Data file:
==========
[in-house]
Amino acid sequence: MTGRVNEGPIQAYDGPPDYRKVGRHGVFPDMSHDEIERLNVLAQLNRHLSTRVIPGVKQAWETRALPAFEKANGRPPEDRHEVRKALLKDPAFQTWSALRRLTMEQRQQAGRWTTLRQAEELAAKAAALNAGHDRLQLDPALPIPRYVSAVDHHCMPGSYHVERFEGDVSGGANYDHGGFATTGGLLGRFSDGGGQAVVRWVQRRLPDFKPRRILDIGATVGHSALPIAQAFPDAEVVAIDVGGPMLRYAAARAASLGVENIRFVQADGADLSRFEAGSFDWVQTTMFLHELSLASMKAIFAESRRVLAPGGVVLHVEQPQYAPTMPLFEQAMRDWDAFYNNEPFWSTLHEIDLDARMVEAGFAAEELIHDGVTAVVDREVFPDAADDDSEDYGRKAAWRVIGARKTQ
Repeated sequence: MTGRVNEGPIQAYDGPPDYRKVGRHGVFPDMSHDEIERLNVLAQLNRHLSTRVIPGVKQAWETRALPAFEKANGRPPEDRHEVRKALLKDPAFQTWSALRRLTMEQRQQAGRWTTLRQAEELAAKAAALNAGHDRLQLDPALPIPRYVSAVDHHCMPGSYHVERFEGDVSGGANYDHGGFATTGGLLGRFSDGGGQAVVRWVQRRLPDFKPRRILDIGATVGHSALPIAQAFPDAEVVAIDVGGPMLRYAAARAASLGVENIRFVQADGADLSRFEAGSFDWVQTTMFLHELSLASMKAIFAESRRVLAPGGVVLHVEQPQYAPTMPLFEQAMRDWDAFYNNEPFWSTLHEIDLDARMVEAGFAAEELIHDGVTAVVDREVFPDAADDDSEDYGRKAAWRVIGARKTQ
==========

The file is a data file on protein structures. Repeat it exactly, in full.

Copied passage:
[in-house]
Amino acid sequence: MTGRVNEGPIQAYDGPPDYRKVGRHGVFPDMSHDEIERLNVLAQLNRHLSTRVIPGVKQAWETRALPAFEKANGRPPEDRHEVRKALLKDPAFQTWSALRRLTMEQRQQAGRWTTLRQAEELAAKAAALNAGHDRLQLDPALPIPRYVSAVDHHCMPGSYHVERFEGDVSGGANYDHGGFATTGGLLGRFSDGGGQAVVRWVQRRLPDFKPRRILDIGATVGHSALPIAQAFPDAEVVAIDVGGPMLRYAAARAASLGVENIRFVQADGADLSRFEAGSFDWVQTTMFLHELSLASMKAIFAESRRVLAPGGVVLHVEQPQYAPTMPLFEQAMRDWDAFYNNEPFWSTLHEIDLDARMVEAGFAAEELIHDGVTAVVDREVFPDAADDDSEDYGRKAAWRVIGARKTQ
Repeated sequence: MTGRVNEGPIQAYDGPPDYRKVGRHGVFPDMSHDEIERLNVLAQLNRHLSTRVIPGVKQAWETRALPAFEKANGRPPEDRHEVRKALLKDPAFQTWSALRRLTMEQRQQAGRWTTLRQAEELAAKAAALNAGHDRLQLDPALPIPRYVSAVDHHCMPGSYHVERFEGDVSGGANYDHGGFATTGGLLGRFSDGGGQAVVRWVQRRLPDFKPRRILDIGATVGHSALPIAQAFPDAEVVAIDVGGPMLRYAAARAASLGVENIRFVQADGADLSRFEAGSFDWVQTTMFLHELSLASMKAIFAESRRVLAPGGVVLHVEQPQYAPTMPLFEQAMRDWDAFYNNEPFWSTLHEIDLDARMVEAGFAAEELIHDGVTAVVDREVFPDAADDDSEDYGRKAAWRVIGARKTQ